|Digital Service||CO2 Emissions|
|Search query (e.g. with Google)||0,2 g|
|Email without attachment||4 g|
|Email with photo attachment||30 g|
|10 min of audio streaming (high quality)||32,3 g|
|10 min of video streaming (high quality)||533,3 g|
|Parcel delivered to your doorstep||ca. 500 g|
|10 km trip by car||ca. 1500 g|
“Just one hour of video conferencing or streaming (..) causes 150-1,000 grams of carbon dioxide, requires 2-12 liters of water and demands a land area adding up to about the size of an iPad Mini” Science Daily reported last year (citing a Purdue University study). As it is hard to imagine a digital media world without AV content, we’re looking at a massive climate challenge here.
The CO2 output of cutting-edge technologies is even more drastic. Artificial intelligence (AI) and its training as well as trading in non-fungible tokens (NFTs) are particularly noteworthy. According to a group of American researchers, the computational effort for deep learning processes has increased by a factor of 300,000 (!) in the past six years. Professor and AI ethicist Aimee van Wynsberghe (currently employed at the University of Bonn) reports in an interview that “training a single Deep Learning Natural Language Processing model produces as much CO2 emissions as five cars over their lifetime” and that “Google’s Alpha Go produces as much CO2 over the course of 40 days of training as 1,000 hours of air travel or the carbon footprint of 23 US households.” Other researchers confirm this disastrous record. Of course, it must be taken into account here that very few people use IT technology at this level.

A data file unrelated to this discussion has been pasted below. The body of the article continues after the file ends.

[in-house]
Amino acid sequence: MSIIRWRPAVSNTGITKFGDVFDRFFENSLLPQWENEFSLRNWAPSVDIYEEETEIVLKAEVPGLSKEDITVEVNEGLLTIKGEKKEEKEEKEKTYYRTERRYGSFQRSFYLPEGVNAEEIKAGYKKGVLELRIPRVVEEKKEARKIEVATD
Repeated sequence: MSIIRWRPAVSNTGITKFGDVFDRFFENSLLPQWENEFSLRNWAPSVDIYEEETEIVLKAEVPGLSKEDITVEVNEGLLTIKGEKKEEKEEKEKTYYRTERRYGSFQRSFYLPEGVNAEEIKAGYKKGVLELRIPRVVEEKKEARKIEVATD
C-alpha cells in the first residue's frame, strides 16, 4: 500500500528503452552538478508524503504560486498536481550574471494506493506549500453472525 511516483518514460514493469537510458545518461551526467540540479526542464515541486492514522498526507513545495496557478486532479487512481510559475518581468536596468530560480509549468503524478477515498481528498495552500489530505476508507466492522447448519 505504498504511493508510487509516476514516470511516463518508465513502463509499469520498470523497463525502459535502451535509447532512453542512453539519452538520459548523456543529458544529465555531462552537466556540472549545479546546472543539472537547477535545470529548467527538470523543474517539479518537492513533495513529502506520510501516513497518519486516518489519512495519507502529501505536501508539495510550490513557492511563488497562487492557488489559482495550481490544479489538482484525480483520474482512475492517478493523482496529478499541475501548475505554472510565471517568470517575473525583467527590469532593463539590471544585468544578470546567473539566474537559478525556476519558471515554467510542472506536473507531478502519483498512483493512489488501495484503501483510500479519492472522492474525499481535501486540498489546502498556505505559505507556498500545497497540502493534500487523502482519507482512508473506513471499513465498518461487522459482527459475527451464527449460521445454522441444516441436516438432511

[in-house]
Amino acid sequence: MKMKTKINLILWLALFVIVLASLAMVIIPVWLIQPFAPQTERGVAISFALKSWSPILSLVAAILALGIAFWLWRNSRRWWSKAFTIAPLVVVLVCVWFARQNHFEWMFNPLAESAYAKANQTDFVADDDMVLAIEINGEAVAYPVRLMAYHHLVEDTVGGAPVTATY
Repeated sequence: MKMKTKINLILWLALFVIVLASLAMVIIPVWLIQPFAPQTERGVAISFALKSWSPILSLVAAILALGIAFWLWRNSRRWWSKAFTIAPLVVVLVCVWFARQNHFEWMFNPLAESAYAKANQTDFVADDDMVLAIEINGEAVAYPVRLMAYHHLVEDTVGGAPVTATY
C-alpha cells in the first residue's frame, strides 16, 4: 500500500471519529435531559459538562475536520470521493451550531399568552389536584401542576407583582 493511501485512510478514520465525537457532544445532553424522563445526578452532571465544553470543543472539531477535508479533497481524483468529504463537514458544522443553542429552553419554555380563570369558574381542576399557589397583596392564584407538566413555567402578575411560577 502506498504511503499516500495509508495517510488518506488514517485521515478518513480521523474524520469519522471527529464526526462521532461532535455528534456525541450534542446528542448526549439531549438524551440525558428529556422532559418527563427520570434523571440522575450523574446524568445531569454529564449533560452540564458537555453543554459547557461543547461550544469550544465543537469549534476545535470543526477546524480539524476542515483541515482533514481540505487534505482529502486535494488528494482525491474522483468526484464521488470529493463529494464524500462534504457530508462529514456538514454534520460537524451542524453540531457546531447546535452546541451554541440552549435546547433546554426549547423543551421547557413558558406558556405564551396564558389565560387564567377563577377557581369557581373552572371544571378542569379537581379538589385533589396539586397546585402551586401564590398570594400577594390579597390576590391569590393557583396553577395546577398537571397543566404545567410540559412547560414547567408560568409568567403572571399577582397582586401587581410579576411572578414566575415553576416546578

The emissions in the often hyped NFT or crypto art scene are extremely problematic:
|NFT Action||CO2 Emissions|
|Mine (1x)||57.000 g|
|Place bid (1x)||16.000 g|
|Withdraw bid (1x)||5.000 g|
|Sell (1x)||35.000 g|
|Transfer ownership (1x)||21.000 g|
Fortunately, the NFT thing also isn’t a global mass phenomenon yet (especially when compared to video streaming). According to the Financial Times, there were about 360,000 token owners in 2021. However, DappRadar reports that NFTs have already gone through about 30 million wallets, and a look at the entire crypto industry (Bitcoin, distributed ledgers & Co.) will quickly reveal a huge – and still growing – carbon footprint.
What to do?
In terms of mitigating climate-damaging devices/workflows and promoting Green IT, there are already a number of good tips and offers, roughly summarized below: